All the details have already been discussed to death in another post, so I won't be reiterating here, but my FI and I will be legally married in the US prior to our symbolic ceremony in Mexico. Regardless of this fact, we will be requesting no gifts. We will not be explaining why we'd prefer our guests not give gifts but our legal standing is the least of it for us (we'd make the same request either way). We're having a DW and feel our guests traveling out of the country is gift enough. The idea that the mentioning of gifts by requesting "no gifts" is horribly tacky may very well be gospel in the proper etiquette circles, but I prefer we all act like adults and by that I mean, we all know most people give a gift at a wedding, that too is proper etiquette. There's simply no secret there.  We will be similarly requesting the same at our at-home after party, whatever name one would like to give it, reception, welcome home party, soiree. We do not want our friends and/or family invited to that event bringing a gift either. We just want to throw a party celebrating this milestone in our lives without burdening them with gift giving. I cannot say what other couples will be doing with their weddings/gifts but you mentioned no one had anything to say on the subject and thought I'd provide a POV from someone in such a situation. 
    Your POV is not unique and the first legal wedding in the US is the wedding regardless of what it lacks.  The "symbolic" ceremony in Mexico is a reenactment but it is not your wedding regardless of what it has that the other does not.  That boat will have sailed.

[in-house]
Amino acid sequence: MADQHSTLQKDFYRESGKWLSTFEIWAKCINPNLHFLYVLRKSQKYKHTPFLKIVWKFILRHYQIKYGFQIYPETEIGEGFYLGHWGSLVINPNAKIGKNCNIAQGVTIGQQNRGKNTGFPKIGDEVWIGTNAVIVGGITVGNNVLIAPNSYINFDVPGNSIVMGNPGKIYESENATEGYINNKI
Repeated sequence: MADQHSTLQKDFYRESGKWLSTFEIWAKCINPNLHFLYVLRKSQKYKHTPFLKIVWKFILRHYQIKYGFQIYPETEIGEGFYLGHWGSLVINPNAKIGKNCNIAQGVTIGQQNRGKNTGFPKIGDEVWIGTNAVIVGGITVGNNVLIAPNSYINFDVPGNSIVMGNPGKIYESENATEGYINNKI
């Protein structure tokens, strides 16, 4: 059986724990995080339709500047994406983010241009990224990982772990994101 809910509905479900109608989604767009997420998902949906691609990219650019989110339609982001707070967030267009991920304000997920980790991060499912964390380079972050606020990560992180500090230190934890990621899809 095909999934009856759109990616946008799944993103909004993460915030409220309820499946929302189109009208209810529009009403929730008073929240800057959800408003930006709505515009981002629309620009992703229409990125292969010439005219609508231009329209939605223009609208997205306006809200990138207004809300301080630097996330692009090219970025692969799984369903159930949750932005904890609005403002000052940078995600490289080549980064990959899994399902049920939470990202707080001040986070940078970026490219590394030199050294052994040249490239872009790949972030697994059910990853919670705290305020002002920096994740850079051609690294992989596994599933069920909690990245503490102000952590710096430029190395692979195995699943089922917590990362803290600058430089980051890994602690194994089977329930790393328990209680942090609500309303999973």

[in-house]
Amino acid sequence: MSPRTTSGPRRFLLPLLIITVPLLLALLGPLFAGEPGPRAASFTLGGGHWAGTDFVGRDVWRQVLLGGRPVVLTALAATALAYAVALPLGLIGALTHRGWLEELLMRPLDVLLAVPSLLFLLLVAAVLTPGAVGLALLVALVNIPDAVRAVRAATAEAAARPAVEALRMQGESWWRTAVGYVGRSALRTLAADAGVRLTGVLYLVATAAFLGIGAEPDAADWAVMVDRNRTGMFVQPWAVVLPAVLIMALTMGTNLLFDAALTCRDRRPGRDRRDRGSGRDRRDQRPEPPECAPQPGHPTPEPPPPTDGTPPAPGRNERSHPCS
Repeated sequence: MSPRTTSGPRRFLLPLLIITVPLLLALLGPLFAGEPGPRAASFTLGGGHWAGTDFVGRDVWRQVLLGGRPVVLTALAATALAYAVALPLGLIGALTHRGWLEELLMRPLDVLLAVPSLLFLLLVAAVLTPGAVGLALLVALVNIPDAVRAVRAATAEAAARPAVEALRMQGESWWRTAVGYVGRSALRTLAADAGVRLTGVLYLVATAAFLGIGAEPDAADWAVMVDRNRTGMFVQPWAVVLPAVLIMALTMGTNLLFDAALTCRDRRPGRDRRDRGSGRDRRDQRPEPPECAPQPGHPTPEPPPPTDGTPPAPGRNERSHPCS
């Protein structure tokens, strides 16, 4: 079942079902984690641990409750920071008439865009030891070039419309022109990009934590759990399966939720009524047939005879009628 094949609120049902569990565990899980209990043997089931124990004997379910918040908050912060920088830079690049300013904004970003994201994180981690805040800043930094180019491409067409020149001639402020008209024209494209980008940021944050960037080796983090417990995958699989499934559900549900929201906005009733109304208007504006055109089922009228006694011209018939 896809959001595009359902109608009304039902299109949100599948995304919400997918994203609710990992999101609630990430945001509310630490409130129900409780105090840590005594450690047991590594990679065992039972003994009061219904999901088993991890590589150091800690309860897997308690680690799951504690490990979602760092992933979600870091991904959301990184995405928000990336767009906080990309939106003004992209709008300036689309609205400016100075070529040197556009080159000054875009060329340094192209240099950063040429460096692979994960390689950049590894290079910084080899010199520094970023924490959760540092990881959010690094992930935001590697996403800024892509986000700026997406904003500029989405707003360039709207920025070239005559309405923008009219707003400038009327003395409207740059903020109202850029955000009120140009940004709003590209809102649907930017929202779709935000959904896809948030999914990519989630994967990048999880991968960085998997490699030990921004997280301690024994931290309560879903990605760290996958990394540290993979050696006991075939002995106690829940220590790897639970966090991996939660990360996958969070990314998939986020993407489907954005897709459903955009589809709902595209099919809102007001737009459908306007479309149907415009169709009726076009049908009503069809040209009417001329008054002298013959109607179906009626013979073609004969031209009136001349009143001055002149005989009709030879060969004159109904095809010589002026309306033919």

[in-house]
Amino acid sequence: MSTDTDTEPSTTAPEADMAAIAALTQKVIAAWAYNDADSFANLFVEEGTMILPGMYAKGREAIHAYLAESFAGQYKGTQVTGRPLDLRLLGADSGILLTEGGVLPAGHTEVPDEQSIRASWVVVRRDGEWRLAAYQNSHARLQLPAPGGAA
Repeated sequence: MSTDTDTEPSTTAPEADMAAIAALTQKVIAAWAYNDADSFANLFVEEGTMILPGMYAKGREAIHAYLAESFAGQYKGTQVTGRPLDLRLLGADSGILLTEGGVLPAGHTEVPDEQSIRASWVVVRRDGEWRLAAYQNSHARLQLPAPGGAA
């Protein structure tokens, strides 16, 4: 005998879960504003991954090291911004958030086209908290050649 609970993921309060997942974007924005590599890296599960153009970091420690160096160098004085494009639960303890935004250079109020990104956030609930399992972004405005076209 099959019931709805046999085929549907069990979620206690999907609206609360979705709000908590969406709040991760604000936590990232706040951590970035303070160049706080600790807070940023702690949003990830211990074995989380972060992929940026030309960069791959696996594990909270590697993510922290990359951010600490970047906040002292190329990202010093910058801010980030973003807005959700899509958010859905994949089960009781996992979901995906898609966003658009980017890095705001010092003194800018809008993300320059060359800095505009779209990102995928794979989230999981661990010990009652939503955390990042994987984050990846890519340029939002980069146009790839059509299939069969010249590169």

I'm very unclear for whose benefit you took the time to type that. If it was to prove to other posters on this board that your two cents are in lockstep with theirs: mission accomplished. I provided my POV about what we are doing regarding wedding gifts because a poster asked, I assumed not rhetorically. Being in such a situation currently I am able to provide insight. It may not be "unique" in any way - but I do seem to be the only one offering to answer the question. I've been exceptionally clear on the facts surrounding our marriage certificate signing prior to our symbolic ceremony on a different post a couple of weeks ago and many posters expressed sadness, anger, disgust, outrage, feigned horror even and the end result is the same - we're still doing it exactly as will work best for us. And if wedding etiquette frowns upon that, we can live with that and are still excited as hell for our DW. I've looked at all different types of rules throughout my life the same, that they're made to be broken. Call it entitlement (which, as far as we're concerned we damn well are entitled to spend our money how we'd like, no one else is paying for our DW or the at-home reception) or narcissistic, name calling will not shade our joy.